‘If this was a form of battlefield, it was not unlike a great many battlefields—landscapes so quiet they belie their story. Most battlefields, though, are places where something happened once. Here it would happen indefinitely.’
Another weekend is here! For this week, I have just one article to recommend. But what an article – it’s a whopper in length at 27,000 words, not unlike the length of the river it’s about.
This article is Atchafalaya, by the renowned nonfiction writer John McPhee. A magisterial sweep of a writeup, covering history, geography and plenty of social observation, it talks about a titanic struggle between man and nature – all the resources and ingenuity of America’s top engineers, against the ebb and flow of water.
The Corps was not in a political or moral position to kill the Atchafalaya. It had to feed it water. By the principles of nature, the more the Atchafalaya was given, the more it would want to take, because it was the steeper stream. The more it was given, the deeper it would make its bed.
The struggle is for the course of the Mississippi River itself, what Lincoln called the ‘Father of Waters’. Crucially important to the economy of the entire US, the water’s natural behaviour has become problematic for the purposes of the humans who live around it and depend on it. Where the river becomes swamp, people want land. Where the river seeks a new course (the ‘Atchafalaya’ of the title), people fight to keep it the way it is.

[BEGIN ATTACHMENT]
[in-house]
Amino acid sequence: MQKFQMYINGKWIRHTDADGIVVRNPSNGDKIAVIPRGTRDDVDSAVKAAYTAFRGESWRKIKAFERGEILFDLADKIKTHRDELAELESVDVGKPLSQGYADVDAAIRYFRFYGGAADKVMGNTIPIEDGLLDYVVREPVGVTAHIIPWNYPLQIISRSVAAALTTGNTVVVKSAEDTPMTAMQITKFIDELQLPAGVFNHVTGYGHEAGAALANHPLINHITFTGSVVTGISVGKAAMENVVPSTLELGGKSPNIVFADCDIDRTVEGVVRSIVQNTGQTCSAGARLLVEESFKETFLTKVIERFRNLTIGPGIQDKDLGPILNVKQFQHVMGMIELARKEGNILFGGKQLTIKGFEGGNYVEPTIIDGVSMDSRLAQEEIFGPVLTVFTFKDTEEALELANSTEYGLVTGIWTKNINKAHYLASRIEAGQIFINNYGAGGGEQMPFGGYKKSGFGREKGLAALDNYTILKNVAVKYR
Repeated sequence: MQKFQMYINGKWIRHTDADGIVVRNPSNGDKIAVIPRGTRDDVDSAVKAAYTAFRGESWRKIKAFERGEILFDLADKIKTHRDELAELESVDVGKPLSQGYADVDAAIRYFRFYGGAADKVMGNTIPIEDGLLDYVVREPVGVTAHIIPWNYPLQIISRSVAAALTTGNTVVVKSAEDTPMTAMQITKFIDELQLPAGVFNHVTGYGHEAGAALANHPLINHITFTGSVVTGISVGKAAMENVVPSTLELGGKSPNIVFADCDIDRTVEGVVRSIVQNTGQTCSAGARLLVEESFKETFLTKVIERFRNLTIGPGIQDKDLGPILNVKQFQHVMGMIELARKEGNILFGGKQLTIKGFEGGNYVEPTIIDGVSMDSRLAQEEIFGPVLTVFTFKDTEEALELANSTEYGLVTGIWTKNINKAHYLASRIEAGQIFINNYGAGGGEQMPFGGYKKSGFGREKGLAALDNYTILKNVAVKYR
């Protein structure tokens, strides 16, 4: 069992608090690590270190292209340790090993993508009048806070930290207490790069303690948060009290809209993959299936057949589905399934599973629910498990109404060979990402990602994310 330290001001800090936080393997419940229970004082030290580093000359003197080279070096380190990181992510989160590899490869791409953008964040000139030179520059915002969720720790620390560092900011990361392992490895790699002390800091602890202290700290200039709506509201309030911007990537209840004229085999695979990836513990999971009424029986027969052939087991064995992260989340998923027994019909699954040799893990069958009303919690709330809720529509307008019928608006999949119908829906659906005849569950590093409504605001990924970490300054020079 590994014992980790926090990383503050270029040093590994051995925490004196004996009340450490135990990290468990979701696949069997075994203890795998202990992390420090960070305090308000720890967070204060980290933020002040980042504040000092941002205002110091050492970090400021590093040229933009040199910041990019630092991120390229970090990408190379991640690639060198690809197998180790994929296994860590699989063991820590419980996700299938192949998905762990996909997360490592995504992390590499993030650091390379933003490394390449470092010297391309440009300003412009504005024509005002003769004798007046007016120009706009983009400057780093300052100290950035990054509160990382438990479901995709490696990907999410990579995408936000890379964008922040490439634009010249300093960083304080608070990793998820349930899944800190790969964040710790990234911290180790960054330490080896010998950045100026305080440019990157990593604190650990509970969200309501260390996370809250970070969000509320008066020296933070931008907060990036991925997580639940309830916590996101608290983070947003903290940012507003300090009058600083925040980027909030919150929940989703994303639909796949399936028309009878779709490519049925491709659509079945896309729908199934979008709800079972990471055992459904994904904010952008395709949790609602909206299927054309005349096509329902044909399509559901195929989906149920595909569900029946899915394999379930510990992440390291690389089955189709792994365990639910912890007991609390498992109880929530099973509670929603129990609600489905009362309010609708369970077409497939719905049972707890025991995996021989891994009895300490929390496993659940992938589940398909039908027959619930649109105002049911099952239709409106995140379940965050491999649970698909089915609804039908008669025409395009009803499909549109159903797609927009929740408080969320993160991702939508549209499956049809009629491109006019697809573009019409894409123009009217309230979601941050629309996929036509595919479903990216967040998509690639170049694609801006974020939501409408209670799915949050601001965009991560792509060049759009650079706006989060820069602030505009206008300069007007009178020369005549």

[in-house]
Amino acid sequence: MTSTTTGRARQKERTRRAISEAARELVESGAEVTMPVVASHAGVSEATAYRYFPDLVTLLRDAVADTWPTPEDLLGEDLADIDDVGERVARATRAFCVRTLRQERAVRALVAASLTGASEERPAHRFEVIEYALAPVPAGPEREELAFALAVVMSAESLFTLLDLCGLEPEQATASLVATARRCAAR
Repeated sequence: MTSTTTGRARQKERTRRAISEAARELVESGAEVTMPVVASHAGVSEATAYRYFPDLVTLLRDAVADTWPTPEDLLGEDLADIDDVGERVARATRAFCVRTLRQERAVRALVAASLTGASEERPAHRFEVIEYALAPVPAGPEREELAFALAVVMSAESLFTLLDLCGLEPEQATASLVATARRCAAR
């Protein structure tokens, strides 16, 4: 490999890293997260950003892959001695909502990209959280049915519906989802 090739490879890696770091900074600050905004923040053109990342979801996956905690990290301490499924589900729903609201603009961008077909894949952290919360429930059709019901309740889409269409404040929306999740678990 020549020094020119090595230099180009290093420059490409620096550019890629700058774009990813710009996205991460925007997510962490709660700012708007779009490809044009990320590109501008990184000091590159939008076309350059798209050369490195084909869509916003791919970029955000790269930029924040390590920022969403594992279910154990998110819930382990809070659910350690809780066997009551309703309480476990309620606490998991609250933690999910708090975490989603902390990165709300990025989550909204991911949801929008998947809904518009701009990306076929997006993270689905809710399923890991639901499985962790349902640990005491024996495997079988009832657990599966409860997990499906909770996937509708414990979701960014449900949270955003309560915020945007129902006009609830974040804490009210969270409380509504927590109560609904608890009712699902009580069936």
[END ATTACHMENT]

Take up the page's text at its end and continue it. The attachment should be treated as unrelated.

In the middle of the nineteenth century, a fort was built about a thousand feet from a saltwater bay east of New Orleans. The fort is now collapsing into the bay.
McPhee describes the process of this fight over three centuries, as humans barricade the river and the river charges through. And he does it with vigour, bringing to life a battle that is literally earthshaking in scale, from six-storey high walls of water to erosion on a breathtaking scale – fifty square miles a year. (For perspective, Singapore would be completely gone in five and a half years at that rate.)
At the same time, he leads the reader on a ride through the deeply altered natural and human landscape of the Atchafalaya River itself, and the people who live on it – from navigators and engineers to fishermen seeing crayfish.
Hope you enjoy reading this as much as I have!